10 Things You Might Not Know About America’s Independence

On July Fourth, Americans eat hot dogs and apple pie, watch fireworks, and go swimming. But what are we really celebrating? Standard answers to this question are that we are celebrating our independence or the signing of the Declaration of Independence. Well, yes and no.

Here are 10 things you might not know about America’s Independence Day and some interesting facts to share with your kids.

1. Independence was not declared on July 4.

The second Continental Congress actually voted for independence on July 2. In fact, John Adams wrote to his wife, Abigail, predicting that future generations would celebrate July 2 as Independence Day, saying, “The second day of July, 1776, will be celebrated by succeeding generations as the great anniversary festival. It ought to be solemnized with pomp and parade, with shows, games, sports, guns, bells, bonfires, and illumination, from one end of this continent to the other, from this time forward forevermore.” July 4, 1776 is significant because that is the day that Congress officially adopted the Declaration of Independence document, but contrary to what many people believe, it was not signed on the July 4. The official signing ceremony occurred on August 2, which is when most of the signers affixed their names to the document, but other representatives signed the document throughout the summer of 1776. Finally, there is no historical record of John Hancock saying that his signature is that big so that King George could read it. It has been suggested that Hancock’s is by far the largest signature simply because he was the president of Congress.

2. New York was late.

When the Continental Congress declared independence from Britain the official vote was 12 in favor, 0 against. But wait, you may ask—weren’t there 13 colonies? Where is that last one? The answer: The colony of New York abstained from the original vote on July 2. New York did not decide to join until July 19.

3. It was a states thing first.

Independence was not confined to Congress. It started out as a state and local thing. In fact, the very first Declaration of Independence came on Oct. 4, 1774 (21 months before the Continental Congress declared independence) from the town of Worcester, Mass. During the next 21 months, a total of 90 state and local declarations of independence would be made. When Virginia declared its independence in May 1776, they sent Rep. Richard Henry Lee to the Continental Congress with specific instructions to put forth a resolution of independence for Congress to vote on, thus allying all the colonies—soon to become states—against the British Empire in the War for Independence.

4. American troops did not fight under the American flag during the revolution.

The Fourth of July is always accompanied by a lot of flag waving, but the soldiers of the American Revolution did not actually fight under the American flag. In fact, our Founders did not really consider the flag to be all that important, and the design of the flag varied both in the number of stripes and in the formation of the stars. The reason a uniform flag was adopted was so that our navy ships could be easily identified when arriving in foreign ports, but the boys in the Continental Army did not fight under this flag. In fact, the United States flag was considered so irrelevant that in 1794, when someone introduced a bill in Congress to add two stars to the flag in representation of the entrance of Vermont and Kentucky into the Union, many members of the House considered it to be too trivial to pay any attention to. One representative is on record saying that this matter was “a trifling business which ought not to engross the attention of the House, when it was it was their duty to discuss matters of infinitely greater importance.” In the end, the bill was passed simply to be rid of it. The Continental Army did still fight under flags, but these flags were all different depending on the regiment.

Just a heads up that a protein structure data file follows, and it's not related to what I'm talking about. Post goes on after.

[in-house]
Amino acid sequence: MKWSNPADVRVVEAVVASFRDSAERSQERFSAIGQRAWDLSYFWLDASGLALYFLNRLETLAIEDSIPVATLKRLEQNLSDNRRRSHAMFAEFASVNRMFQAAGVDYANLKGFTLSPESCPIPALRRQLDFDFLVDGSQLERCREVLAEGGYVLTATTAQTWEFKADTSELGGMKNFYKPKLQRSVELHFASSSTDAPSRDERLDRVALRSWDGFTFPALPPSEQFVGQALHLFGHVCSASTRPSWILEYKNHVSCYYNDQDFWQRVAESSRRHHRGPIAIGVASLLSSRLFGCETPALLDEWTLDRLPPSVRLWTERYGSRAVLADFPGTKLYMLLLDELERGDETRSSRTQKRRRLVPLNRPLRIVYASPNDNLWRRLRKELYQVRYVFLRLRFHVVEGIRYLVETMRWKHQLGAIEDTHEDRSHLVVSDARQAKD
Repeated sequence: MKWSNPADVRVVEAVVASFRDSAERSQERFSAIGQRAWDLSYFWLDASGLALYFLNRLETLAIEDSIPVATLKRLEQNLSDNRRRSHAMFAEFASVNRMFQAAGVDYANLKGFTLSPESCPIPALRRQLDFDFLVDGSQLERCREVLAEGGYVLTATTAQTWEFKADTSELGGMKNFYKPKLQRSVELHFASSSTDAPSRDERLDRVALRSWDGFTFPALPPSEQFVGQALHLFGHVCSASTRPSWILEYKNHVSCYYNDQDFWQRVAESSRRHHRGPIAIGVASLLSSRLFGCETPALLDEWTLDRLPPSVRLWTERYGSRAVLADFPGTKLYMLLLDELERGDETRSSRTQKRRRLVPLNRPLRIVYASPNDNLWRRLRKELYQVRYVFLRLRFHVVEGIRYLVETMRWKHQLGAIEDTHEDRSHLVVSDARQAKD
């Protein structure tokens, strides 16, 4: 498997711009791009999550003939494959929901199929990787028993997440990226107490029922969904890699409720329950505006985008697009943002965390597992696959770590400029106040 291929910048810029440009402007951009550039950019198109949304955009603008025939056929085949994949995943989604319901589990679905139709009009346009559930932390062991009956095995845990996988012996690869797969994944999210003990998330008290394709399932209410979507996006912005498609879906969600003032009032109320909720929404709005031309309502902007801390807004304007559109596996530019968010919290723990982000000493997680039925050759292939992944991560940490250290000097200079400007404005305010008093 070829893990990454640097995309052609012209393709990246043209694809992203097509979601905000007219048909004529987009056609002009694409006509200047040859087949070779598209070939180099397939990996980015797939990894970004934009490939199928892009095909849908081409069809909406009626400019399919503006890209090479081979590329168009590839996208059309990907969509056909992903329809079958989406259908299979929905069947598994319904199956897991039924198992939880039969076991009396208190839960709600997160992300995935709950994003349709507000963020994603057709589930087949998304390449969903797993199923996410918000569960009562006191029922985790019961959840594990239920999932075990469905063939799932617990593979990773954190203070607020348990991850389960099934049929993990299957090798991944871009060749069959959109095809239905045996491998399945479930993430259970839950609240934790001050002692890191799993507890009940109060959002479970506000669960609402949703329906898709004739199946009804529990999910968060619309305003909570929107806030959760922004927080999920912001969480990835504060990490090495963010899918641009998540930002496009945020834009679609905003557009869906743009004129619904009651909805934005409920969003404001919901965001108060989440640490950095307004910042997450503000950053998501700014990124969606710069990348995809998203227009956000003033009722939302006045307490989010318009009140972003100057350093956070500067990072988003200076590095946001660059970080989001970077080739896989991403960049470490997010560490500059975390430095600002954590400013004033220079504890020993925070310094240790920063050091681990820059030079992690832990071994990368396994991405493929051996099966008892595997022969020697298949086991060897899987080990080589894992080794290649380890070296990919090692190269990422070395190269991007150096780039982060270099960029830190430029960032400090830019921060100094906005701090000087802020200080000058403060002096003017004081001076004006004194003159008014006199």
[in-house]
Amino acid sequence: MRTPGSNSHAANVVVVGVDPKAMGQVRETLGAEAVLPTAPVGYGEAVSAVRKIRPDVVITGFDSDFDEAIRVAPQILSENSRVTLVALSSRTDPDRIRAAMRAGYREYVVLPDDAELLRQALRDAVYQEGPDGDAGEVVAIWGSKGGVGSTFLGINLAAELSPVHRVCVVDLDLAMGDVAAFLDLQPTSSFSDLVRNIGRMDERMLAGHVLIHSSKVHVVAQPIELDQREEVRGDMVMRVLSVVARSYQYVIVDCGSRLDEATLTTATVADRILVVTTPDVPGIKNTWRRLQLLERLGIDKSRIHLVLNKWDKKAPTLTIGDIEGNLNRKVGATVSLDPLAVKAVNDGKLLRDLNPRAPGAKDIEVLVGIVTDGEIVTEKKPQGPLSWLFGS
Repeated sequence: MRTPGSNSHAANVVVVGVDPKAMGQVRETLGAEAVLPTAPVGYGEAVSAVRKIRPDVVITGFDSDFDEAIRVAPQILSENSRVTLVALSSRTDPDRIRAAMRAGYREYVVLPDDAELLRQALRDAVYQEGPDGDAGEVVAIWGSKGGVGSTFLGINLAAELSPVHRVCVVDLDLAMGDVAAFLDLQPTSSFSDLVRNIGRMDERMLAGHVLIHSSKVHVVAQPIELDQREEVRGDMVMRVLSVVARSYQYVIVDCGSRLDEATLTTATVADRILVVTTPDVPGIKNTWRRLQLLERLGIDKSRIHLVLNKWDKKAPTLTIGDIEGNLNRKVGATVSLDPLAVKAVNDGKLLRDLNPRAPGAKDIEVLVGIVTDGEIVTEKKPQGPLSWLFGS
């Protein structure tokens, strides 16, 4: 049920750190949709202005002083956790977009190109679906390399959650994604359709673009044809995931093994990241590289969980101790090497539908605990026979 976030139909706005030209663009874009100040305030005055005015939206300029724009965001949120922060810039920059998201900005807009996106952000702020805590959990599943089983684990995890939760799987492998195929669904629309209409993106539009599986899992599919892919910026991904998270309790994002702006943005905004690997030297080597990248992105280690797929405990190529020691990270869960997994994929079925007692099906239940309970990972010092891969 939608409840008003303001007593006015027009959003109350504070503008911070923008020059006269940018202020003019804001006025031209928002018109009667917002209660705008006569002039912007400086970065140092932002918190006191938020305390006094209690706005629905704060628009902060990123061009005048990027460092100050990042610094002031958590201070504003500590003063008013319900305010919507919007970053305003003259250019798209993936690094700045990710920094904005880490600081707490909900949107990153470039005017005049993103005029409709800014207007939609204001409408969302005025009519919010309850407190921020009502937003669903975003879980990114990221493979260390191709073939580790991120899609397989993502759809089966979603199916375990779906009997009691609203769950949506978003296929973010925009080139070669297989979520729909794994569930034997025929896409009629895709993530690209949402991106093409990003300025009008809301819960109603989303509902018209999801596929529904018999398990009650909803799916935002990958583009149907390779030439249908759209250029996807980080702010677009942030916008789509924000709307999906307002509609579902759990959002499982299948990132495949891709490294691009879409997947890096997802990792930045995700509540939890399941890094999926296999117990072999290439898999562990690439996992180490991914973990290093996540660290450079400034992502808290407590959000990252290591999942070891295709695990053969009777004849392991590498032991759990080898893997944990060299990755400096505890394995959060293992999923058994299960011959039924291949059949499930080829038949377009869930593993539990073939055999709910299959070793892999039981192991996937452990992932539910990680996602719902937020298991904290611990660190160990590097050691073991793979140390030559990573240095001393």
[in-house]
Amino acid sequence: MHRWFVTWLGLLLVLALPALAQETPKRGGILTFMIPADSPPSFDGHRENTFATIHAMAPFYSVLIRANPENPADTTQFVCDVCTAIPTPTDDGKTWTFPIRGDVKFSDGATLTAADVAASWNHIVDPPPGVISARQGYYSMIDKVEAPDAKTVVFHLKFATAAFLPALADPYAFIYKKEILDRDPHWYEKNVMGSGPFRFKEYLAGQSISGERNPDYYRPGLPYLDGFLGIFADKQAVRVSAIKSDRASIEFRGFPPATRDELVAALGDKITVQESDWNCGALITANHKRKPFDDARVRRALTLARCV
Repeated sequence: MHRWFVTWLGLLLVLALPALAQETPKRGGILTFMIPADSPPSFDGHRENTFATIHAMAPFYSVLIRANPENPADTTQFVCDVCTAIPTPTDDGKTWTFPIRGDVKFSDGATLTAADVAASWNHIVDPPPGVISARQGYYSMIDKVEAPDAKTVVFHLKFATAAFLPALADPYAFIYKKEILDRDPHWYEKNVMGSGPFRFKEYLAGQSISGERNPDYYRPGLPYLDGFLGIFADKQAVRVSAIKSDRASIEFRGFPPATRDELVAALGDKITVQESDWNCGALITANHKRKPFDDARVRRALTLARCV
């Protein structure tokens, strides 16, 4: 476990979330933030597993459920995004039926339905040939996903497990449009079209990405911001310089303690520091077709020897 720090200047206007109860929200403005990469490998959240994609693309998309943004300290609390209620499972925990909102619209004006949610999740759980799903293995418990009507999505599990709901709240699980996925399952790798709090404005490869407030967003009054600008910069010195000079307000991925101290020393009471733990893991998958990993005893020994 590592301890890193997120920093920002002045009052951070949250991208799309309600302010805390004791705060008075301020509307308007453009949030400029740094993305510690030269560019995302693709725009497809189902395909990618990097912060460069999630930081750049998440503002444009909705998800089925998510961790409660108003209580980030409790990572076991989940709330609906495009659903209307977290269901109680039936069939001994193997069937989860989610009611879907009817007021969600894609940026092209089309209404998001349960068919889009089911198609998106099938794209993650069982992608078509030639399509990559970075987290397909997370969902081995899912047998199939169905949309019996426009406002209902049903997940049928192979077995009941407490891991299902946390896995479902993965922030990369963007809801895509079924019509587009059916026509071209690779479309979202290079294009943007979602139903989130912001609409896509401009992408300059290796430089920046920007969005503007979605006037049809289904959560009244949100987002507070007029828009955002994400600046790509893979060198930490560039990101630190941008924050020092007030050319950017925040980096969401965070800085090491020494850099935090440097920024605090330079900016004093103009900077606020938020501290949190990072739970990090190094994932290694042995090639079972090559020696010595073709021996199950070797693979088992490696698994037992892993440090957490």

5. Our Founding Fathers were not radicals.

As Americans, we like to think that what we did in the American Revolution was original and that our ideas of freedom and rights were new and progressive. But the truth is, our Founding Fathers were not radical new thinkers—all of their ideas and philosophies were rooted deeply in history. Ideas of people’s rights, liberty, and social contracts can be traced all the way back through our colonial history, most famously with the Mayflower Compact, and even further through British history and English common law. These ideas can even be seen at work in the medieval era with Magna Carta first established 1215. Our Founding Fathers sought independence in order to preserve their “natural-born rights as Englishmen.” Though it is true no colony had ever succeeded from the mother country before, and the British were quick to call it treason, everything our Founders did was, in fact, legal. Jefferson himself explains that the Declaration was not meant to express anything new. He said it was “not to find out new principles, or new arguments, never before thought of, not merely to say things which had never been said before, but to place before mankind the common sense of the subject.”

6. We are not a democracy, at least not a direct democracy.